In a pre-playoff practice, the 42-year-old ex-sports agent and former player at UCLA stood holding a basketball while wearing sweats and no shoes — his typical, understated NBA executive style. He pulled on some bright blue high-tops and started stretching out his quadriceps for one of those regular staff pickup games he so enjoys because it allows him a break from being “leashed” to his smartphone.
Myers picks his moments, or, in some cases, Kerr assists. After Golden State fell behind 2-1 at Memphis in the second round of the 2015 playoffs, the coach called Myers over afterward and sought his input, a gesture the GM appreciates to this day.
He respects his role and the specific jobs of everyone who works with him. He doesn’t look at it as if he is above the rest.
“The best thing we can do is be who we are, whatever that is,” Myers said. “We’re all drawn to authenticity. We like people who are real. Sometimes real people are flawed, we’re all flawed. I think we connect with people who are open, exposed, willing to admit things they’re good at, things they’re not good at, try to be humble, try to be collaborative.”
Golden State wound up coming back to beat the Grizzlies on the way to winning it all in ’15 for the franchise’s first championship in 40 years. The Warriors squandered a 3-1 Finals lead last year to Cleveland to miss a repeat title. Then, Myers — with help from Curry, Green, Iguodala, Klay Thompson and Kerr — lured Durant away from the Thunder to make another deep run. An acquisition accomplished as a team, in Myers’ mind.
“He’s a listener and an observer and that’s what I love about him,” Kerr said. “He’s really, really bright and he understands people. The reason he understands people is because he watches and observes and doesn’t have to dominate the conversation.”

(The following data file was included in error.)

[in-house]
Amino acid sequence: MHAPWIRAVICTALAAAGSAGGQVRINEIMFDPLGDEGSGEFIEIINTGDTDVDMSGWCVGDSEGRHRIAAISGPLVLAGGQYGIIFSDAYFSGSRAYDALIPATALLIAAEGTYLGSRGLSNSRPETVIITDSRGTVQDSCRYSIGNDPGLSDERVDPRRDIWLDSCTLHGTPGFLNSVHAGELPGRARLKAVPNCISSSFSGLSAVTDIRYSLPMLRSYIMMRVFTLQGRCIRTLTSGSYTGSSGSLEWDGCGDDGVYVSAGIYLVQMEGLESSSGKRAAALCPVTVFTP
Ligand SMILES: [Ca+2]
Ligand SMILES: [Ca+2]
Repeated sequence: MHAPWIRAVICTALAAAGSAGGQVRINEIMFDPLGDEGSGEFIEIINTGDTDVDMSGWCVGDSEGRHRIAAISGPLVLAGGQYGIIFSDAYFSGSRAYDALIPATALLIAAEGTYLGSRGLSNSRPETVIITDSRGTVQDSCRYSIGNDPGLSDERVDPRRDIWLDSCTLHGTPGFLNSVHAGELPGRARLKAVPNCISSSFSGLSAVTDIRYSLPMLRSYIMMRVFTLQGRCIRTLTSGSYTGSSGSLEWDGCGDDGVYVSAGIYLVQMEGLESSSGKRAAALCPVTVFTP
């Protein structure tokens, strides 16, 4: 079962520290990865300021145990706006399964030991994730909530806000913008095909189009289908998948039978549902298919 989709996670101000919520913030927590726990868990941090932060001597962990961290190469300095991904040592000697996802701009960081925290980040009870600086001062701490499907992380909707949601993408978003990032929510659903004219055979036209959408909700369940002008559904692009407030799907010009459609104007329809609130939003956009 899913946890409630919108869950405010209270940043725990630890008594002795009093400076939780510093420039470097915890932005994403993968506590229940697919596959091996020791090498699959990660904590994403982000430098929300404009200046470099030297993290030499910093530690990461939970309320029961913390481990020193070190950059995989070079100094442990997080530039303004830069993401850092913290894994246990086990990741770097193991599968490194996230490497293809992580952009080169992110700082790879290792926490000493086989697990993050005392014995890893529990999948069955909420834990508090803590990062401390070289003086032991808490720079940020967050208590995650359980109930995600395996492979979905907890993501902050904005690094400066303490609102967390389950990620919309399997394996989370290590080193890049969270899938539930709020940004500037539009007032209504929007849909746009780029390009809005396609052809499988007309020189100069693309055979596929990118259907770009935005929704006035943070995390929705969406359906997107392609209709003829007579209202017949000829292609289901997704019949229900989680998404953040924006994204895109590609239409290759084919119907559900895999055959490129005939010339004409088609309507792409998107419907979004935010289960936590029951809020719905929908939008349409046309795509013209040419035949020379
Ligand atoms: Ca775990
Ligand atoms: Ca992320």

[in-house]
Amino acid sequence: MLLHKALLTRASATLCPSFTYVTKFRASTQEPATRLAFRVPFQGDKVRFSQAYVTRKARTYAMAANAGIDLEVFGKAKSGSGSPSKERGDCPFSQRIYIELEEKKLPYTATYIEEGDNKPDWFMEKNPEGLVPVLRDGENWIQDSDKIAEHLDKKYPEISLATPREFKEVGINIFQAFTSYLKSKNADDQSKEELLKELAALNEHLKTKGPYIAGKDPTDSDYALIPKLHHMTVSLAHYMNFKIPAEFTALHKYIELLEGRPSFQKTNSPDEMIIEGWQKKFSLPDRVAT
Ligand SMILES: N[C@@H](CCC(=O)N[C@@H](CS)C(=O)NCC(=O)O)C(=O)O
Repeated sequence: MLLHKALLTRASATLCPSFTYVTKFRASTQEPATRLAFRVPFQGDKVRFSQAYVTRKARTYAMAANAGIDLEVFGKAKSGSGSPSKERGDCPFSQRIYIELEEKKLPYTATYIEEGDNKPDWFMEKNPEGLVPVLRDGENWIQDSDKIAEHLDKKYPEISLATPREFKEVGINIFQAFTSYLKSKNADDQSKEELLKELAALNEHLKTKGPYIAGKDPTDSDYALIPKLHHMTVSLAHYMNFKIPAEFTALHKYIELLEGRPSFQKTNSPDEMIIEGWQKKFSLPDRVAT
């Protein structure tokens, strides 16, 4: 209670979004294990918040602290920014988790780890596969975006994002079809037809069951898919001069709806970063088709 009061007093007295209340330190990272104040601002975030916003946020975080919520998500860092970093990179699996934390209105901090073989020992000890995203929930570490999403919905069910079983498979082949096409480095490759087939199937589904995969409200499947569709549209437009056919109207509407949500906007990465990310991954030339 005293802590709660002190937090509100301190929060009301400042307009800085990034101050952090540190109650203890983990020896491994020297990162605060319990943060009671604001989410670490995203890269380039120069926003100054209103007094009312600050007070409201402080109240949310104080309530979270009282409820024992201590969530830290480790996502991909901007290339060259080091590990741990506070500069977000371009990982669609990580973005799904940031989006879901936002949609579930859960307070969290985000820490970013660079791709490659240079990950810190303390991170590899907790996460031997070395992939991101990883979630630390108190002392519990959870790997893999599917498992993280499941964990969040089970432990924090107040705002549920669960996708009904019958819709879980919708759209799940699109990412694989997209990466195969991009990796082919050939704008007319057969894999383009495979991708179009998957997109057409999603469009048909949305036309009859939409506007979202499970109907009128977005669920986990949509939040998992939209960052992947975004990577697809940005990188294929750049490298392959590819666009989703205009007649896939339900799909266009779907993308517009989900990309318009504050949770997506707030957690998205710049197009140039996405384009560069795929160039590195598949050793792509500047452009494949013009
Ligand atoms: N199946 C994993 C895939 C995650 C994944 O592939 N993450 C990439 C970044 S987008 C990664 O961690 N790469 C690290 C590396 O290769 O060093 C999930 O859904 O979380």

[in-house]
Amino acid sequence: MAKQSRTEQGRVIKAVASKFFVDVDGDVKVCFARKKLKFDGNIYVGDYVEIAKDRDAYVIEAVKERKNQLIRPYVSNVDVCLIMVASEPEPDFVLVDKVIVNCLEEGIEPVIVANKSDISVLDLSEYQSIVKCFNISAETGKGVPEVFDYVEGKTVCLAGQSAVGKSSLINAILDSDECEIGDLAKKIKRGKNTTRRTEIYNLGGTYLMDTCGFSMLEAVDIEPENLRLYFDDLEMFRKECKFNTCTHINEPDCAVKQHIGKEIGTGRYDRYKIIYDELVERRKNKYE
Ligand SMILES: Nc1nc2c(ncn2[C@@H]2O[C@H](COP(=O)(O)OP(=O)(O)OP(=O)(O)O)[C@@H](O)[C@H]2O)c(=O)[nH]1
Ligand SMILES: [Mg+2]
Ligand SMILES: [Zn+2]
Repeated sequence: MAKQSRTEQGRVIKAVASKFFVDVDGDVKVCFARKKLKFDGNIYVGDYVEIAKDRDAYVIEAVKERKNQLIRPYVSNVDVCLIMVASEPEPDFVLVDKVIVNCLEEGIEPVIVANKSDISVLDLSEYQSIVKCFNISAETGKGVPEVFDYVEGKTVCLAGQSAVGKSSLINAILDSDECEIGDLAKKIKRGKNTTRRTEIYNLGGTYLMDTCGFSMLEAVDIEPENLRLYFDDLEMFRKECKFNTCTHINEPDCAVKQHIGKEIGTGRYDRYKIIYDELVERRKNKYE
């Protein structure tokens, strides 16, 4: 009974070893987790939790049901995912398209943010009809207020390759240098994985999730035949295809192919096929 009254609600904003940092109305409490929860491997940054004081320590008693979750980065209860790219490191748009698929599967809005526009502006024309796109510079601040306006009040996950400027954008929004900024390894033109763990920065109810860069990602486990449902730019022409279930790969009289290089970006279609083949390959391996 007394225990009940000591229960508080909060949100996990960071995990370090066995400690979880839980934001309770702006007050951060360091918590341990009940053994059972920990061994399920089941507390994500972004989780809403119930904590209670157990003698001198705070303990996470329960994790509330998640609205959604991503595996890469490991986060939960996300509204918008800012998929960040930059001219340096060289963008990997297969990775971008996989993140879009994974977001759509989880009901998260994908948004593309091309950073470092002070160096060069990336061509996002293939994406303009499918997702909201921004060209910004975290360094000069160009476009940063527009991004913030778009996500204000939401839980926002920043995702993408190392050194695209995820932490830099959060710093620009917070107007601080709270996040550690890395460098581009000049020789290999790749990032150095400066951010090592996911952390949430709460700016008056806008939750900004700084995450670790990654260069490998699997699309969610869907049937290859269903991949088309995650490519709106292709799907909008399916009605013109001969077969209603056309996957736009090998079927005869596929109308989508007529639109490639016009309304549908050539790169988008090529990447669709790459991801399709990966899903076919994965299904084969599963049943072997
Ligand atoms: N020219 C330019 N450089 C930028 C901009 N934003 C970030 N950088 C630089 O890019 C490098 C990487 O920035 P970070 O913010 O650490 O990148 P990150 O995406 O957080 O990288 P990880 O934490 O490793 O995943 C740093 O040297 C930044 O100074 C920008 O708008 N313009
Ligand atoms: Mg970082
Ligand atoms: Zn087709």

Myers might spend extra time watching the backups, who often stay late for extra scrimmaging to keep sharp.
He doesn’t interfere, yet they know he’s there.
“He’s got a really special quality of being here and then staying in the background at the same time,” Kerr said. “He gets it. I think that’s the way he approaches his life. He’s very modest and yet he’s very confident. He’s very knowledgeable and yet he listens. He’s never the know-it-all guy who has to show he’s the smartest in the room but he actually is the smartest in the room.”
When Myers moves about team headquarters in downtown Oakland he also blends right in with any group. That’s how easy he is to have around — and much like the scene at one of his dinner parties, he has a gauge on the vibe.
“He understands how important it is for him to be aware of everything that’s going on, how everybody’s feeling,” Curry said. “It’s a tough job, for sure, to have to balance, manage, all these different personalities and the ups and downs of the season. He’s bridged the gap between upstairs and downstairs. All that responsibility, it all pays out when we all succeed, and a lot of that goes to what Bob does on a day-to-day basis. … He finds a way to be personable, to be connected to every single person in our organization. And it’s very genuine. That goes a long way.”